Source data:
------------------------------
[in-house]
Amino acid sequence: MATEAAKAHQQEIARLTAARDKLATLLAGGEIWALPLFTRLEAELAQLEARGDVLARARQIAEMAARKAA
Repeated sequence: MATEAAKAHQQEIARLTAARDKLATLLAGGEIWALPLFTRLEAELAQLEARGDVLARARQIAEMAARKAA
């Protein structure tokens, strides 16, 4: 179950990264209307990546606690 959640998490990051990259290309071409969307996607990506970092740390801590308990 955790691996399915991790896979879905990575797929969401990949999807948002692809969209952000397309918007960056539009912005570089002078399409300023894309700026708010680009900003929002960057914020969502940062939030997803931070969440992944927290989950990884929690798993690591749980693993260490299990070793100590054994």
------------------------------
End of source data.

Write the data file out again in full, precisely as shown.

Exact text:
[in-house]
Amino acid sequence: MATEAAKAHQQEIARLTAARDKLATLLAGGEIWALPLFTRLEAELAQLEARGDVLARARQIAEMAARKAA
Repeated sequence: MATEAAKAHQQEIARLTAARDKLATLLAGGEIWALPLFTRLEAELAQLEARGDVLARARQIAEMAARKAA
């Protein structure tokens, strides 16, 4: 179950990264209307990546606690 959640998490990051990259290309071409969307996607990506970092740390801590308990 955790691996399915991790896979879905990575797929969401990949999807948002692809969209952000397309918007960056539009912005570089002078399409300023894309700026708010680009900003929002960057914020969502940062939030997803931070969440992944927290989950990884929690798993690591749980693993260490299990070793100590054994």